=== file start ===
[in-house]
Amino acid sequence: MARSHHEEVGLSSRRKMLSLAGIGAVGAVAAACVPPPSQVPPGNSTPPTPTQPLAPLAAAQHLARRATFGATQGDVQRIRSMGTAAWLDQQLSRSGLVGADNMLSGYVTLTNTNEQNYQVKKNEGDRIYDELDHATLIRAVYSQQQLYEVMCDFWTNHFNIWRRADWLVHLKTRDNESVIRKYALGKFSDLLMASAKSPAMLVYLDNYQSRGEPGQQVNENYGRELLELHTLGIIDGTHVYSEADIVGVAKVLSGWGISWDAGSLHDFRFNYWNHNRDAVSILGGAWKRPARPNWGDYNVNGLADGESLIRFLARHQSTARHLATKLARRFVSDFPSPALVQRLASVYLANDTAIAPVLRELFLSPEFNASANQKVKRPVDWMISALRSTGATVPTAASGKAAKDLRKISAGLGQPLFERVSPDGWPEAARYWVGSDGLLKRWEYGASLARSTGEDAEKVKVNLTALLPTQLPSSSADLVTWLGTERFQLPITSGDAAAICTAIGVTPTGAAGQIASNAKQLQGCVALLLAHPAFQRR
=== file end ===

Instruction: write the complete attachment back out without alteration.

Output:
[in-house]
Amino acid sequence: MARSHHEEVGLSSRRKMLSLAGIGAVGAVAAACVPPPSQVPPGNSTPPTPTQPLAPLAAAQHLARRATFGATQGDVQRIRSMGTAAWLDQQLSRSGLVGADNMLSGYVTLTNTNEQNYQVKKNEGDRIYDELDHATLIRAVYSQQQLYEVMCDFWTNHFNIWRRADWLVHLKTRDNESVIRKYALGKFSDLLMASAKSPAMLVYLDNYQSRGEPGQQVNENYGRELLELHTLGIIDGTHVYSEADIVGVAKVLSGWGISWDAGSLHDFRFNYWNHNRDAVSILGGAWKRPARPNWGDYNVNGLADGESLIRFLARHQSTARHLATKLARRFVSDFPSPALVQRLASVYLANDTAIAPVLRELFLSPEFNASANQKVKRPVDWMISALRSTGATVPTAASGKAAKDLRKISAGLGQPLFERVSPDGWPEAARYWVGSDGLLKRWEYGASLARSTGEDAEKVKVNLTALLPTQLPSSSADLVTWLGTERFQLPITSGDAAAICTAIGVTPTGAAGQIASNAKQLQGCVALLLAHPAFQRR